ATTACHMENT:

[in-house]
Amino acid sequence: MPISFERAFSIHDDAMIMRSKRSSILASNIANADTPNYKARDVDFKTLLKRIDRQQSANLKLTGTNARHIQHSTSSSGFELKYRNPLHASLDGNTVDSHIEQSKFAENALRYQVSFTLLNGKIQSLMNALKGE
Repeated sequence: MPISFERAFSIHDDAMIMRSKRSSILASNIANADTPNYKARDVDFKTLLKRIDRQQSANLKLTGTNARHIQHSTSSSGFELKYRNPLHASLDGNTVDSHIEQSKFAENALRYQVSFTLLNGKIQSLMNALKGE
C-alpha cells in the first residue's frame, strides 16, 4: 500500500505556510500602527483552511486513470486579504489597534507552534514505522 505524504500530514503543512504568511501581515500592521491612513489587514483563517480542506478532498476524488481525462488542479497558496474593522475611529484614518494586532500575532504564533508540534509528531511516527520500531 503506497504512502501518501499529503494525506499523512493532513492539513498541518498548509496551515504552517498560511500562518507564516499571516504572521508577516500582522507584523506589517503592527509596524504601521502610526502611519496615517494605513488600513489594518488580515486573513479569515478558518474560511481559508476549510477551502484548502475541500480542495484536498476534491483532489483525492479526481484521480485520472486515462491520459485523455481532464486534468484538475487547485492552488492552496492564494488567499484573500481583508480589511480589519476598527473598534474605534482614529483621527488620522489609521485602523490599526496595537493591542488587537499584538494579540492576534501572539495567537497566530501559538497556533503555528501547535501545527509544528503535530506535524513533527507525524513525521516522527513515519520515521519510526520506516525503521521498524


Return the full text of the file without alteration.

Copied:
[in-house]
Amino acid sequence: MPISFERAFSIHDDAMIMRSKRSSILASNIANADTPNYKARDVDFKTLLKRIDRQQSANLKLTGTNARHIQHSTSSSGFELKYRNPLHASLDGNTVDSHIEQSKFAENALRYQVSFTLLNGKIQSLMNALKGE
Repeated sequence: MPISFERAFSIHDDAMIMRSKRSSILASNIANADTPNYKARDVDFKTLLKRIDRQQSANLKLTGTNARHIQHSTSSSGFELKYRNPLHASLDGNTVDSHIEQSKFAENALRYQVSFTLLNGKIQSLMNALKGE
C-alpha cells in the first residue's frame, strides 16, 4: 500500500505556510500602527483552511486513470486579504489597534507552534514505522 505524504500530514503543512504568511501581515500592521491612513489587514483563517480542506478532498476524488481525462488542479497558496474593522475611529484614518494586532500575532504564533508540534509528531511516527520500531 503506497504512502501518501499529503494525506499523512493532513492539513498541518498548509496551515504552517498560511500562518507564516499571516504572521508577516500582522507584523506589517503592527509596524504601521502610526502611519496615517494605513488600513489594518488580515486573513479569515478558518474560511481559508476549510477551502484548502475541500480542495484536498476534491483532489483525492479526481484521480485520472486515462491520459485523455481532464486534468484538475487547485492552488492552496492564494488567499484573500481583508480589511480589519476598527473598534474605534482614529483621527488620522489609521485602523490599526496595537493591542488587537499584538494579540492576534501572539495567537497566530501559538497556533503555528501547535501545527509544528503535530506535524513533527507525524513525521516522527513515519520515521519510526520506516525503521521498524